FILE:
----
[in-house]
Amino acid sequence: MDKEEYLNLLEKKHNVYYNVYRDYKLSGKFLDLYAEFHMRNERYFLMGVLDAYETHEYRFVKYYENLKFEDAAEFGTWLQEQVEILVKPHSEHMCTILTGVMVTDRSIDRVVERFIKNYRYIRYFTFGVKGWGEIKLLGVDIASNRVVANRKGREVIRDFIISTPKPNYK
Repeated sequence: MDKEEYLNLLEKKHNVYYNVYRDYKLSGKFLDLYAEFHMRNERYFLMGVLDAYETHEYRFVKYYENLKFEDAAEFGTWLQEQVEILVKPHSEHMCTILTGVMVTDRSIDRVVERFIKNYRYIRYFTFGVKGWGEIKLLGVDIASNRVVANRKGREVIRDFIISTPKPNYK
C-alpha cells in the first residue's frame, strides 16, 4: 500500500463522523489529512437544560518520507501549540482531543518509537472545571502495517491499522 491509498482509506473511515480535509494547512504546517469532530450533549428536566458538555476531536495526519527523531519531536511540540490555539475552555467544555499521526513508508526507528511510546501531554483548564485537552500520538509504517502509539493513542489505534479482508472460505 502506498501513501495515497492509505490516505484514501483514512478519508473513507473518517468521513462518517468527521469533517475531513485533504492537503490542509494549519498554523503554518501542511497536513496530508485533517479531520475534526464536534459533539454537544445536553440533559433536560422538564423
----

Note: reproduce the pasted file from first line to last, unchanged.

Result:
[in-house]
Amino acid sequence: MDKEEYLNLLEKKHNVYYNVYRDYKLSGKFLDLYAEFHMRNERYFLMGVLDAYETHEYRFVKYYENLKFEDAAEFGTWLQEQVEILVKPHSEHMCTILTGVMVTDRSIDRVVERFIKNYRYIRYFTFGVKGWGEIKLLGVDIASNRVVANRKGREVIRDFIISTPKPNYK
Repeated sequence: MDKEEYLNLLEKKHNVYYNVYRDYKLSGKFLDLYAEFHMRNERYFLMGVLDAYETHEYRFVKYYENLKFEDAAEFGTWLQEQVEILVKPHSEHMCTILTGVMVTDRSIDRVVERFIKNYRYIRYFTFGVKGWGEIKLLGVDIASNRVVANRKGREVIRDFIISTPKPNYK
C-alpha cells in the first residue's frame, strides 16, 4: 500500500463522523489529512437544560518520507501549540482531543518509537472545571502495517491499522 491509498482509506473511515480535509494547512504546517469532530450533549428536566458538555476531536495526519527523531519531536511540540490555539475552555467544555499521526513508508526507528511510546501531554483548564485537552500520538509504517502509539493513542489505534479482508472460505 502506498501513501495515497492509505490516505484514501483514512478519508473513507473518517468521513462518517468527521469533517475531513485533504492537503490542509494549519498554523503554518501542511497536513496530508485533517479531520475534526464536534459533539454537544445536553440533559433536560422538564423